Mr Thaksin will have experts study the feasibility of two routes to the Andaman Sea proposed by Burma, and consider investment sources for them. The routes will link Kanchanaburi province with Tavoy in Burma, and Bang Saphan in Prachuap Khiri Khan with Pokpien, located further south. Thailand would provide funding for a second bridge linking Mae Sai with Tachilek, Mr Surakiart said.

    Mr Thaksin reiterated Thailand's willingness to support national reconciliation in Burma without interfering in any related events.As a goodwill gesture, Burma would release 60 Thai prisoners held on charges unrelated to drugs.

    Col Chongsak Panichkul, the Defence Ministry spokesman, said Gen Chavalit urged that problems along the Thai-Burmese border be solved in a transparent manner. Gen Chavalit called for the settting up of a general border committee, co-chaired by the Burmese and Thai defence ministers, along the lines of similar ones set up with Laos, Vietnam and Cambodia.

    Lt-Gen Khin Nyunt agreed to make an urgent study of these issues, both of which are expected to be revisited during the Regional Border Committee meeting on Sept 6-7 in Chon Buri. Gen Chavalit and Lt-Gen Khin Nyunt agreed to set up a Thai-Burmese cultural and economic association.
    Shan party head expresses cautious optimism on government-Suu Kyi talks

    Text of report by DVB on 31 August

    DVB has already reported that during his Rangoon visit Mr Razali Ismail held discussions with representatives of five national race political parties where U Khun Tun Oo from the Shan Nationalities League for Democracy [SNLD] attended the meeting and discussed ethnic affairs. DVB contacted U Khun Tun Oo to learn more about the discussions. Ko Moe Aye conducted the interview.

    [Ko Moe Aye] Mr Razali met five national race leaders including you.
    [Khun Tun Oo] Yes.

    [Ko Moe Aye] Can you tell us anything about the meeting?
    [Khun Tun Oo] Since tripartite talks are not yet possible we requested him to work for the success of the two-party talks. We were also told that he would continue to work till the tripartite talks.

    [Ko Moe Aye] Mr Razali said the UN would not neglect ethnic affairs.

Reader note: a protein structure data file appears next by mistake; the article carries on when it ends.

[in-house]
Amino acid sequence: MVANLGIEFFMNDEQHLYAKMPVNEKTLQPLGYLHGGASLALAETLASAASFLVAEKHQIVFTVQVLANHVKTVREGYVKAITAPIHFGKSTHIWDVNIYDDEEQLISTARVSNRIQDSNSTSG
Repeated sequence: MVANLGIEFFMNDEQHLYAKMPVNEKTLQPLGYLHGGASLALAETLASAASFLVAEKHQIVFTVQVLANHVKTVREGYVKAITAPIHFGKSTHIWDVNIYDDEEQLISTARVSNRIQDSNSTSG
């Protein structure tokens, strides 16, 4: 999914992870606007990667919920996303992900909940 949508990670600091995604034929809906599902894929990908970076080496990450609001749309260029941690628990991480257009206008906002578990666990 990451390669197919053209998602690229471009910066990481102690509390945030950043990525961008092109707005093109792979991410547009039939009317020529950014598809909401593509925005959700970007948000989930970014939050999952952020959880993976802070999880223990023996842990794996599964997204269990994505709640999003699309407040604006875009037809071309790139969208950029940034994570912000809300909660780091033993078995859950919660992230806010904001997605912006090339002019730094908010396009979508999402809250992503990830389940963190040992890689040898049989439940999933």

[Khun Tun Oo] Yes, he did say that. He said it was in the UN resolution and the national race issue would have to be resolved by tripartite talks. He also reaffirmed that the national race issue is not forgotten. He said the UN would never desert the national groups.

    [Ko Moe Aye] Regarding the present situation, are you satisfied with the way the two-party talks are progressing?
    [Khun Tun Oo] He [Mr Razali] does not know and I do not know as well so I cannot comment on that. The talks are proceeding in a very cautious and closely controlled manner so nothing concrete is coming out of them. We heard that the talks are progressing well and satisfactorily. That's about it. In my view I would rather use the term cautious optimism than optimism.

    [Ko Moe Aye] As far as we know the national groups this side [exiles] are also worried whether their affairs might be passed over or neglected.
    [Khun Tun Oo] It is clear at present. The principle that the five national groups have adopted is that since the condition of the economy, social, health, and education sectors are at a low ebb, we will give priority to fix that first. Only when that seems to be on the right track will we consider the dialogue process and move from two-party to tripartite talks. We believe the UN will not abandon us. Even if the matter is not brought up now it will become obvious in future. The matter must be resolved whether now or later. Well, we are as worried as the national races outside the country [exiles] are worried, but the situation inside the country is worse especially in the districts.